Transfer students fulfill mission and margin objectives
Given increasing competition for first-time, full-time students, growing pressure on tuition revenue, and stagnating state support, four-year institutions are looking to community college transfer students to augment undergraduate enrollments and tuition revenues. Community colleges provide a viable option to meet enrollment goals while also satisfying mission objectives.
Win-Win: Community College Transfers Benefit Four-Year Missions and Margins
Millions of community college students lost on the path to transfer
Although nearly six million community college students indicate intent to transfer to a four-year college or university, only two million follow through. By making investments in a transfer strategy, four-year institutions could tap a market of four million community college students who had at one point intended to transfer.
To move transfer prospects from inquiry to enrollment, four-year institutions must address three fundamental questions in time to inflect students’ enrollment decisions.
Three Key Transfer Enrollment Questions
Without answers to these questions, prospective students ignore four-year institutions that may be a good academic fit or abandon their transfer aspirations altogether. Four-year institutions that communicate answers to transfers’ key questions earlier in the admission process not only expedite students’ decision-making processes but also gain competitive advantage as a “transfer-friendly” institution.
Answering questions before they’re asked: Franklin University’s self-service degree forecast
To improve transparency on credit equivalencies and time-to-degree for prospective transfer students, four-year institutions need to provide estimated credit equivalency information before prospects apply. Franklin University’s enrollment management office developed the “My Transfer Credit” tool, a web-based self-service platform that permits prospective transfer students to generate personalized credit evaluation reports and time- and cost-to-degree estimates, as shown below.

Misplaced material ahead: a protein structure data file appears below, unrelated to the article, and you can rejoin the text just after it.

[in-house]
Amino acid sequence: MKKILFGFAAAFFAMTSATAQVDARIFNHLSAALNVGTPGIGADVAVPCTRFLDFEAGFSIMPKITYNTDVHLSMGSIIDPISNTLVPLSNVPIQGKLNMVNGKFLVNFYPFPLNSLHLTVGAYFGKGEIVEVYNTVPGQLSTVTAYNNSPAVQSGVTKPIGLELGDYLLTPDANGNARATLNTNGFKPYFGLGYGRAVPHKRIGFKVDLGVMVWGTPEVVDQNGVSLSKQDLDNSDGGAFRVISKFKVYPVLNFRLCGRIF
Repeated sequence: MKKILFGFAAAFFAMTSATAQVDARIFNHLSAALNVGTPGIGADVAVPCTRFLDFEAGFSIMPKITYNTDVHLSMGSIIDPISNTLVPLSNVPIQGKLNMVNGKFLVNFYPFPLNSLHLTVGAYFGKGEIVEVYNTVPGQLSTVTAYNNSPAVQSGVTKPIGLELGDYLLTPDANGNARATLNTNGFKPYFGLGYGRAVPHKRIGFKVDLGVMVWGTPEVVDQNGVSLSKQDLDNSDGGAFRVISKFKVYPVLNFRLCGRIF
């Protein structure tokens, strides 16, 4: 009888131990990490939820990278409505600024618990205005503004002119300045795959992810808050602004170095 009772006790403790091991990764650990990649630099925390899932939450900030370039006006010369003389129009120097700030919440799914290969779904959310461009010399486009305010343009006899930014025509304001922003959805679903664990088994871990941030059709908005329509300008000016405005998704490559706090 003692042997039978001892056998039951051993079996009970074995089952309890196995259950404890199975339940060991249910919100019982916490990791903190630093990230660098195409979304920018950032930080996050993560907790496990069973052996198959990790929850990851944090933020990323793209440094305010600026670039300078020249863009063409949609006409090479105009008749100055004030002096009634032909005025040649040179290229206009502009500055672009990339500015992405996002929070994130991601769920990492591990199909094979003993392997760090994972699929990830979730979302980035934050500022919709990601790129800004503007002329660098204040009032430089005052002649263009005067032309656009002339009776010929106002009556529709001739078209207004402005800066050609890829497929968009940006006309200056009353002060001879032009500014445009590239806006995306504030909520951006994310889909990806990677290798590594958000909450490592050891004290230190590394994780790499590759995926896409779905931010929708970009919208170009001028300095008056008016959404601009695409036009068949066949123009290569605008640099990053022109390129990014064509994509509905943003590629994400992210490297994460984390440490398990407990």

Overview of Franklin University’s “My Transfer Credit” Tool
Cost effective self-service tool drives transfer enrollments
Franklin incurred few upfront costs to develop their online credit evaluation tool because they leveraged internal staff and an existing student information system. Enrollment management staff uploaded historic credit equivalency tables and articulation agreements, and a cross-campus committee built the tool in-house over five months.
Credit Evaluation Self-Service Tool Development: Resources Required
These front-end investments helped Franklin stand out to prospective transfer students, leading to incremental increases in applications and enrollments while boosting yield.
Is web development a barrier? Adopt this low-cost work-around
Even if you don’t have an in-house user-interface expert, you can still develop a transfer web tool. Institutions can leverage students’ skills by running a tool-development competition with a cash prize. To grow transfer enrollment and student service, one private liberal arts institution launched a three-month student competition in Sept. 2015, with a $500 prize. Participants formed teams that accessed the institution’s historic credit equivalency tables to build online self-service degree forecast tools for prospective transfer students. The winning product will be installed on the institution’s transfer admissions website, enabling prospective transfer students to self-serve answers to their core questions.
Get more insight on this topic with our on-demand presentation
Our webconference session will teach you how to identify and eliminate barriers to entry for community college prospective transfers and enable you to streamline the transfer process and grow your enrollment. Watch the recording.